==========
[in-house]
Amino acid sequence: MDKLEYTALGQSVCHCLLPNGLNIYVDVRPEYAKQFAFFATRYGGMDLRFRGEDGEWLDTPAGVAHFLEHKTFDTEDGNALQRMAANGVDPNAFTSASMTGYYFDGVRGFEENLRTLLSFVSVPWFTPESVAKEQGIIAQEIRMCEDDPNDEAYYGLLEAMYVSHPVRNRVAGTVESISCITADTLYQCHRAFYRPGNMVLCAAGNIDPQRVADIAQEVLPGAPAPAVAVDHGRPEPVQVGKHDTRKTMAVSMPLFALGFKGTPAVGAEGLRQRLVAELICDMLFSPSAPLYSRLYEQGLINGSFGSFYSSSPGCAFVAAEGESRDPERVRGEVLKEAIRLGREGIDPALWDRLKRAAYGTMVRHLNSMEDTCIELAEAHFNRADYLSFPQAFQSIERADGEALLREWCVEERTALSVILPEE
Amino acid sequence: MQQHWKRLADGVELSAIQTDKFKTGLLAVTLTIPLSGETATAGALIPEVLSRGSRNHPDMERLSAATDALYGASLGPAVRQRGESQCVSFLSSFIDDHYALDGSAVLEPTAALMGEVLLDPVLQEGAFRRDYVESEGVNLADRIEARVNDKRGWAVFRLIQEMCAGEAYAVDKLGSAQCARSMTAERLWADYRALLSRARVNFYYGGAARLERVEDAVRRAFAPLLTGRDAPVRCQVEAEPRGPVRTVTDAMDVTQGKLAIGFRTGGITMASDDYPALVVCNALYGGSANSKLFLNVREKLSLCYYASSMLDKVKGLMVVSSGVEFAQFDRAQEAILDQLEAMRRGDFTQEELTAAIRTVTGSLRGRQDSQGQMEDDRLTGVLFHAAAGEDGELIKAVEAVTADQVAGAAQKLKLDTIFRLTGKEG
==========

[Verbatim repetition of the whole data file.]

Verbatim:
[in-house]
Amino acid sequence: MDKLEYTALGQSVCHCLLPNGLNIYVDVRPEYAKQFAFFATRYGGMDLRFRGEDGEWLDTPAGVAHFLEHKTFDTEDGNALQRMAANGVDPNAFTSASMTGYYFDGVRGFEENLRTLLSFVSVPWFTPESVAKEQGIIAQEIRMCEDDPNDEAYYGLLEAMYVSHPVRNRVAGTVESISCITADTLYQCHRAFYRPGNMVLCAAGNIDPQRVADIAQEVLPGAPAPAVAVDHGRPEPVQVGKHDTRKTMAVSMPLFALGFKGTPAVGAEGLRQRLVAELICDMLFSPSAPLYSRLYEQGLINGSFGSFYSSSPGCAFVAAEGESRDPERVRGEVLKEAIRLGREGIDPALWDRLKRAAYGTMVRHLNSMEDTCIELAEAHFNRADYLSFPQAFQSIERADGEALLREWCVEERTALSVILPEE
Amino acid sequence: MQQHWKRLADGVELSAIQTDKFKTGLLAVTLTIPLSGETATAGALIPEVLSRGSRNHPDMERLSAATDALYGASLGPAVRQRGESQCVSFLSSFIDDHYALDGSAVLEPTAALMGEVLLDPVLQEGAFRRDYVESEGVNLADRIEARVNDKRGWAVFRLIQEMCAGEAYAVDKLGSAQCARSMTAERLWADYRALLSRARVNFYYGGAARLERVEDAVRRAFAPLLTGRDAPVRCQVEAEPRGPVRTVTDAMDVTQGKLAIGFRTGGITMASDDYPALVVCNALYGGSANSKLFLNVREKLSLCYYASSMLDKVKGLMVVSSGVEFAQFDRAQEAILDQLEAMRRGDFTQEELTAAIRTVTGSLRGRQDSQGQMEDDRLTGVLFHAAAGEDGELIKAVEAVTADQVAGAAQKLKLDTIFRLTGKEG